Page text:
44 days. It’s not a long to be in a job, is it. Imagine that job being one of the most high profile jobs in England at the time of appointment. The Damned United is the story of the Brian Clough’s short spell as manager of Leeds United Football Club. Clough was sacked 44 days into his reign, almost a Shakespearean tragedy in footballing terms.
The outspoken Clough, now widely regarded as an English footballing legend, took over the reins from direct rival Don Revie. This film follows not only the story of Clough in those ‘damned’ 44 days, but also his journey to those heady heights from the lowest ranks of English football. It’s a story that is legendary amongst English football fans, not only because it seems crazy now, but because of the enigmatic character of Brian Clough himself and the lack of a comparable figure ever since. Clough, who famously said of himself, “I wouldn’t say I’m the best manager in the business, but I’m in the top one”, informed his new players that they were a bunch of cheating hooligans and that he was going to teach them how to win properly. Leeds United were champions of England under Don Revie but had an unsavoury reputation.
Clough hated Leeds boss Don Revie, because he believed Revie looked down on him. When Clough was manager of Derby (then in Division 2), 6 years prior to Clough’s rein at Leeds, Don Revie brought his famous Leeds team to town for a cup game and neglected Clough’s handshake after the match. Director Tom Hooper anchors the story around this and paints Don Revie as the villain to our flawed hero Clough. The dual storytelling of Clough’s stint at Leeds and his journey in getting there make for an intriguing character study of this sporting heavyweight and his bitter rival.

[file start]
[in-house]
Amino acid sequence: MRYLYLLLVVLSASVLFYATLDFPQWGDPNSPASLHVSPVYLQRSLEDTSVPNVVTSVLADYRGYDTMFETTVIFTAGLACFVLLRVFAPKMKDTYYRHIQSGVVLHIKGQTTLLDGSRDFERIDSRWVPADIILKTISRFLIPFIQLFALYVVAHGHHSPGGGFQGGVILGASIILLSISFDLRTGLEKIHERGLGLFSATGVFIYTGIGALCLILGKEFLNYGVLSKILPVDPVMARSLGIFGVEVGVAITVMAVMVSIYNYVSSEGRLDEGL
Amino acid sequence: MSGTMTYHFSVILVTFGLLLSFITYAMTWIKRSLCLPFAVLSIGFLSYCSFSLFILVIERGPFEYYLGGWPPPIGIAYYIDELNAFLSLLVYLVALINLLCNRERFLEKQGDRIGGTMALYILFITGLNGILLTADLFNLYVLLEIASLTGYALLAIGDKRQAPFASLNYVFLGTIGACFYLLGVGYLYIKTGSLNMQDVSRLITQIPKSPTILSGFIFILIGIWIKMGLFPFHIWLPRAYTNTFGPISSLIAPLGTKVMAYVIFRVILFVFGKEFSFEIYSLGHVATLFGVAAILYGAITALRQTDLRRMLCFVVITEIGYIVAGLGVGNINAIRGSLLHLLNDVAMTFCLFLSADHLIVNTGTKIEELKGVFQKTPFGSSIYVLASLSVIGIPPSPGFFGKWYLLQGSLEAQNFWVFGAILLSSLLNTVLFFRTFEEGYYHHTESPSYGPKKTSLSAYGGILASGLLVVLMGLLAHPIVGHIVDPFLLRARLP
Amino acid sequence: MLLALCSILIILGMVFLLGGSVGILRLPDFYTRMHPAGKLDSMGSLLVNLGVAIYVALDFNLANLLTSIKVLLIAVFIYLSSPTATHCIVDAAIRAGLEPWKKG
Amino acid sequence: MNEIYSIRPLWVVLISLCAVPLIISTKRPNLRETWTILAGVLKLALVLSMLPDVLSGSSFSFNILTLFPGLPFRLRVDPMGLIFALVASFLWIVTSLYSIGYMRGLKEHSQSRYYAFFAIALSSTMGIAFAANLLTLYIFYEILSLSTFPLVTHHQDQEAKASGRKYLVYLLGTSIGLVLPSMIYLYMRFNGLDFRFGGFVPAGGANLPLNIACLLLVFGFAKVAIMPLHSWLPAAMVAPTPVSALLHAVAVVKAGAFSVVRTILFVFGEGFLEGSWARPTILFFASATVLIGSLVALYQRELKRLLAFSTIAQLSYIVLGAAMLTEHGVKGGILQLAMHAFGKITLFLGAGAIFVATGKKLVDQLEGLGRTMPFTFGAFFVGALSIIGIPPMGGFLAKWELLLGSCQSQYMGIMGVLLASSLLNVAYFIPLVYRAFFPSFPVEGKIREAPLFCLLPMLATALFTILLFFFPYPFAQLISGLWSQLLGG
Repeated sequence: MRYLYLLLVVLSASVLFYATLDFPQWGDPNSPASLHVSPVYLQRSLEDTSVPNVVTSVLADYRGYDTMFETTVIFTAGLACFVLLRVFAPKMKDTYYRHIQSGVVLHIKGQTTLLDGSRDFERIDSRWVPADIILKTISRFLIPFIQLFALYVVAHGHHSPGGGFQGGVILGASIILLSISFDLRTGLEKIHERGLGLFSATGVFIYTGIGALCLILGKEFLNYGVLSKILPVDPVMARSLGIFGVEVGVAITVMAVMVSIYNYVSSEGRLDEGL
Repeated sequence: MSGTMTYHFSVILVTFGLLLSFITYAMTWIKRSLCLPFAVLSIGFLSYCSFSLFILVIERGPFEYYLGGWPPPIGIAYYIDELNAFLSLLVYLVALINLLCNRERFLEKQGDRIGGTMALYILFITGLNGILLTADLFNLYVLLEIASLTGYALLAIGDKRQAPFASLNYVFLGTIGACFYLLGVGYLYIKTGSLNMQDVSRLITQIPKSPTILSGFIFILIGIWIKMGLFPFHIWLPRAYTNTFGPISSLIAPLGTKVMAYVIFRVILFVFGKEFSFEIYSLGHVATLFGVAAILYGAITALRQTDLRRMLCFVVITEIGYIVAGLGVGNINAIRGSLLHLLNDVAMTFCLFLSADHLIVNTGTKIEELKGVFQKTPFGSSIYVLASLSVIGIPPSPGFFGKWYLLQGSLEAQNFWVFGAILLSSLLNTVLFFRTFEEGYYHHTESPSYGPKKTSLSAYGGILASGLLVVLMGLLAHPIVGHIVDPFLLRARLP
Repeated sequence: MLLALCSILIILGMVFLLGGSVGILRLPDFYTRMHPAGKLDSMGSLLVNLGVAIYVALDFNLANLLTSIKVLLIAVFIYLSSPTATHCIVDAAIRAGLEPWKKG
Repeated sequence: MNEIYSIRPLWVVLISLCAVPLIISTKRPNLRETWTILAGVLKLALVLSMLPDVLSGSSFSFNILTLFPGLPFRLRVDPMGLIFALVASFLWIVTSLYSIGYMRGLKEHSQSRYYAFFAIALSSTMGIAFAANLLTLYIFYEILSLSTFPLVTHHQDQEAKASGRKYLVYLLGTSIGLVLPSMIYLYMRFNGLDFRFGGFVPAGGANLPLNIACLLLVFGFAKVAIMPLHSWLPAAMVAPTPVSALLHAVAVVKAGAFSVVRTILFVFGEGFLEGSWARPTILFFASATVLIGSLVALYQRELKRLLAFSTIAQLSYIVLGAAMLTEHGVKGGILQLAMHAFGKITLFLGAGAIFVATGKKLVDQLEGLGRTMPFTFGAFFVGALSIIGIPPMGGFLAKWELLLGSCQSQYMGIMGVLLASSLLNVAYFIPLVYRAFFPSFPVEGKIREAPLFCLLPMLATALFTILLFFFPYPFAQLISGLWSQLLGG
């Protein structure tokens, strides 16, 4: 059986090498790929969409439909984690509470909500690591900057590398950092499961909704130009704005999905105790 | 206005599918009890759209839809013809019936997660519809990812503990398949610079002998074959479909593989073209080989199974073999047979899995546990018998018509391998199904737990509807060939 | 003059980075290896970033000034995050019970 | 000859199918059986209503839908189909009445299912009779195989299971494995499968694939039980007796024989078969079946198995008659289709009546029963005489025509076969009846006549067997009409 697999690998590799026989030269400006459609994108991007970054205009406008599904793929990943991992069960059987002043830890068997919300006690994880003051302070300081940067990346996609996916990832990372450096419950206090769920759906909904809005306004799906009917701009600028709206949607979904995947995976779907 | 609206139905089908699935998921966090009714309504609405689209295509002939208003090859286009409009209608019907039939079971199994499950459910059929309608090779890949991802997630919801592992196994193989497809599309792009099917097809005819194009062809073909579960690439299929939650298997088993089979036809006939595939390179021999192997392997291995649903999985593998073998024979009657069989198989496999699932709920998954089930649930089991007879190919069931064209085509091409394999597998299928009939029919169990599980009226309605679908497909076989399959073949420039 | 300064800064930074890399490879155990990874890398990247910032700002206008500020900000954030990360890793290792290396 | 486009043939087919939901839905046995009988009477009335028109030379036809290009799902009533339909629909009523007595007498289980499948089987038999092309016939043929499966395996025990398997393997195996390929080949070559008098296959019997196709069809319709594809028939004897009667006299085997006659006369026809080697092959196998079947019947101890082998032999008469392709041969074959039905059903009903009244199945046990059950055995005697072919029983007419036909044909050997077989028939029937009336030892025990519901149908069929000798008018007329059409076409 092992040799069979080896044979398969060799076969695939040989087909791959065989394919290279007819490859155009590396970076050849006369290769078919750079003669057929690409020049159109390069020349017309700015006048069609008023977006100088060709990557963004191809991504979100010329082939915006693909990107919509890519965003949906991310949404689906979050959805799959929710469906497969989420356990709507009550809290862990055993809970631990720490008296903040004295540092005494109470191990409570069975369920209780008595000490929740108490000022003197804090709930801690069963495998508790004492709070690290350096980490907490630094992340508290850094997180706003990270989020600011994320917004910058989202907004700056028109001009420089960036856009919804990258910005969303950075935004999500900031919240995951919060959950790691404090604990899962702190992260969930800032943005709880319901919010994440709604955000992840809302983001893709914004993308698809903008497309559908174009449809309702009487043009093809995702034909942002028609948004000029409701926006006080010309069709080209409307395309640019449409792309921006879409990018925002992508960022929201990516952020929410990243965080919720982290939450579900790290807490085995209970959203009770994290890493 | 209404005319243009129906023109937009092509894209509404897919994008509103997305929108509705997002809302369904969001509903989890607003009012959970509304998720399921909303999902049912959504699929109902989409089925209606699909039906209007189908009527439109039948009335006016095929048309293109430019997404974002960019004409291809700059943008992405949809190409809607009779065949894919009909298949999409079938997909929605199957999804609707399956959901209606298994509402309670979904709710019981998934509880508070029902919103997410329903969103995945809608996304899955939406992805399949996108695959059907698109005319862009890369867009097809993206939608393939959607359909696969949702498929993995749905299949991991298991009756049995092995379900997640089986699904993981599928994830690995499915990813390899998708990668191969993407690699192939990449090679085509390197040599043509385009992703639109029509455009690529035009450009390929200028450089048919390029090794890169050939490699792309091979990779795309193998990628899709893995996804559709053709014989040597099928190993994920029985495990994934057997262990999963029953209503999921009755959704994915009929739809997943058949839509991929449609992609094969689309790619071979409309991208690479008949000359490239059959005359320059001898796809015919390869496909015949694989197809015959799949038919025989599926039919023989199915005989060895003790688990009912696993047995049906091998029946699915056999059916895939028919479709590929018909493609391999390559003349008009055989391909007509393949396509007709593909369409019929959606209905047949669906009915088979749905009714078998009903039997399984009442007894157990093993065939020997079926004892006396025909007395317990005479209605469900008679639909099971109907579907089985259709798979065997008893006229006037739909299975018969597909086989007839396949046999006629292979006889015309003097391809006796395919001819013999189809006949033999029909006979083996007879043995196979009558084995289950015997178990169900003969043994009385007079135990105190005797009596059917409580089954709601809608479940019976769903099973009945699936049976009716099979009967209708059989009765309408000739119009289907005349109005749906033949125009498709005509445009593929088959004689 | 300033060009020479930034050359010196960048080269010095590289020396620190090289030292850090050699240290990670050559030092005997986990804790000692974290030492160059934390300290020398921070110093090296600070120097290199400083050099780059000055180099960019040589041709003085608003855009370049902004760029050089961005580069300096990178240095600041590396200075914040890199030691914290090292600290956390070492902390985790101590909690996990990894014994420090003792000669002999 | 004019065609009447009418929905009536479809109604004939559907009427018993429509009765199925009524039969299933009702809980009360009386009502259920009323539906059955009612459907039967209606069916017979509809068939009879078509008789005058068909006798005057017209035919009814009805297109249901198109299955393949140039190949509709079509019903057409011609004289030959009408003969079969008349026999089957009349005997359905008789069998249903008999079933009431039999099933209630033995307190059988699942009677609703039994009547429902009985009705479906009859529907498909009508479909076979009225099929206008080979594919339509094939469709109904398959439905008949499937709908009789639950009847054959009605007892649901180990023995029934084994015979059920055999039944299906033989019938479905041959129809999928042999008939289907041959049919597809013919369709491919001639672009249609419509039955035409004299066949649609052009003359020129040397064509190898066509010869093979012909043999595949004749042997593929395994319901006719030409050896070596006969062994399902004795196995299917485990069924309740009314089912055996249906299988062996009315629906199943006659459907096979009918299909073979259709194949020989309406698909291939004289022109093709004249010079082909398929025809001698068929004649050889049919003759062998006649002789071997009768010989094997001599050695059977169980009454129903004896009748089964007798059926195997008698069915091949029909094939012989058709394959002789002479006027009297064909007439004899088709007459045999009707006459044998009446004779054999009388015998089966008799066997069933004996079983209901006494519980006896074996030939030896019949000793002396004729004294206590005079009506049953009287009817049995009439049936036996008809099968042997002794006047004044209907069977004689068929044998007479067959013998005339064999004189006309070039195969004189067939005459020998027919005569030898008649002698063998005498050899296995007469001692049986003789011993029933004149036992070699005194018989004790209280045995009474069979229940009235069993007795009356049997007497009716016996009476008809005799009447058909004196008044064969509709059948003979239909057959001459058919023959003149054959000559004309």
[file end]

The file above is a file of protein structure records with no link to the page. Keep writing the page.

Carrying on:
It takes a certain kind of talent to portray such an enigmatic figure, but Michael Sheen all but disappears into Brian Clough for this role. Without any prosthetics or major changes to his physical appearance to hide behind, Sheen portrays Clough’s infuriating yet irresistible arrogance through subtle gestures and a careful delivery of Peter Morgan’s witty script.
The supporting cast of Timothy Spall, Jim Broadbent and Colm Meaney enrich the film with authenticity. As Don Revie, Peter Taylor (Clough’s faithful no.2) and Sam Longston (the chairman of Derby) they all contribute to the making of the man and the manager Brian Clough. As good as Sheen is in his role, this is a film that really is the sum of its parts. Hooper’s camera work is calm and the editing is sharp. In every sense, we are invited to peer into this story and into the characters’ lives for 98 minutes.
Ben Smithard’s use of cinematography is wonderfully subtle in washing every scene with a sepia-like tone. The painting of browns and greys give it a grainy, 1970s feel. The sense of ‘the beautiful game’ in and amongst the grit of the Yorkshire working class is effective in depicting the romantic view that so many have of English football.
The Damned United is a fascinating watch for any football fan. It’s unlike most typical sports films in that there is no happy ending - no cliched triumph against the odds - but this is hardly the point. ‘The Damned United’ is undeniably biased and arguably far from historically accurate, but this doesn’t diminish its interest. It’s also not exactly a biopic, but rather a snapshot view of one of the most compelling managers to ever grace the dugout.
Rating - 8/10
Reviewed and written by Dave Howarth